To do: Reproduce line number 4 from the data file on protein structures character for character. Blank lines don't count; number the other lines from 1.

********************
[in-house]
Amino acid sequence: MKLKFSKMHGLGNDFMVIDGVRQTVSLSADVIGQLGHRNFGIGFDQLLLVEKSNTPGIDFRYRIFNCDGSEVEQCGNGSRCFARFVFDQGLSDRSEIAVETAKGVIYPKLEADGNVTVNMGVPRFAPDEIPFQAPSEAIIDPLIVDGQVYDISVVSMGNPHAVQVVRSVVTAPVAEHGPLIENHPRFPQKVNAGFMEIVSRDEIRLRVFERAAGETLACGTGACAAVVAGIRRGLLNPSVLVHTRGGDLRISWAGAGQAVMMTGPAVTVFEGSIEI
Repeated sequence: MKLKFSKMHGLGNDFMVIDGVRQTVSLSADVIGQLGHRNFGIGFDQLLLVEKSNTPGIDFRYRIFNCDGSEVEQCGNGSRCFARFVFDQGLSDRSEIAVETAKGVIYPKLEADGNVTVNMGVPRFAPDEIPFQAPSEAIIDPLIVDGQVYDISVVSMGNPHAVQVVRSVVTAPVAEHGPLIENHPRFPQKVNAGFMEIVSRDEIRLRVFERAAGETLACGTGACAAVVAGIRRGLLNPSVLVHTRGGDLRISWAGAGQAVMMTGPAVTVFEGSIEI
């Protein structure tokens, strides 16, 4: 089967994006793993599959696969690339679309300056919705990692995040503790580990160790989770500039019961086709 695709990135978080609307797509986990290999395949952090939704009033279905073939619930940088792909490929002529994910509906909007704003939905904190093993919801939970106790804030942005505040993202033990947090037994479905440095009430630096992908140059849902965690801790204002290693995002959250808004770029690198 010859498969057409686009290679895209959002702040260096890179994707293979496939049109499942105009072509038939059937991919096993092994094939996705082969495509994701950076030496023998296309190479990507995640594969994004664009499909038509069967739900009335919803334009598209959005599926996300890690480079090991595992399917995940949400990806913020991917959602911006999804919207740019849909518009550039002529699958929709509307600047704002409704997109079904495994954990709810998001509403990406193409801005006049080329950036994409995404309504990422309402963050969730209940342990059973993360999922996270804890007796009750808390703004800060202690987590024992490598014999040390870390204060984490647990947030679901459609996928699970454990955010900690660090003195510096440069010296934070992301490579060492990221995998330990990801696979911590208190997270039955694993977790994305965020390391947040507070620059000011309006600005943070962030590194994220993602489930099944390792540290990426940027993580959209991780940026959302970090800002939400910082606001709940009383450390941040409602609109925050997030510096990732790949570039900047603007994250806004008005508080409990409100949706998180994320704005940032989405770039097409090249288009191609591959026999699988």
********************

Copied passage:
């Protein structure tokens, strides 16, 4: 089967994006793993599959696969690339679309300056919705990692995040503790580990160790989770500039019961086709 695709990135978080609307797509986990290999395949952090939704009033279905073939619930940088792909490929002529994910509906909007704003939905904190093993919801939970106790804030942005505040993202033990947090037994479905440095009430630096992908140059849902965690801790204002290693995002959250808004770029690198 010859498969057409686009290679895209959002702040260096890179994707293979496939049109499942105009072509038939059937991919096993092994094939996705082969495509994701950076030496023998296309190479990507995640594969994004664009499909038509069967739900009335919803334009598209959005599926996300890690480079090991595992399917995940949400990806913020991917959602911006999804919207740019849909518009550039002529699958929709509307600047704002409704997109079904495994954990709810998001509403990406193409801005006049080329950036994409995404309504990422309402963050969730209940342990059973993360999922996270804890007796009750808390703004800060202690987590024992490598014999040390870390204060984490647990947030679901459609996928699970454990955010900690660090003195510096440069010296934070992301490579060492990221995998330990990801696979911590208190997270039955694993977790994305965020390391947040507070620059000011309006600005943070962030590194994220993602489930099944390792540290990426940027993580959209991780940026959302970090800002939400910082606001709940009383450390941040409602609109925050997030510096990732790949570039900047603007994250806004008005508080409990409100949706998180994320704005940032989405770039097409090249288009191609591959026999699988």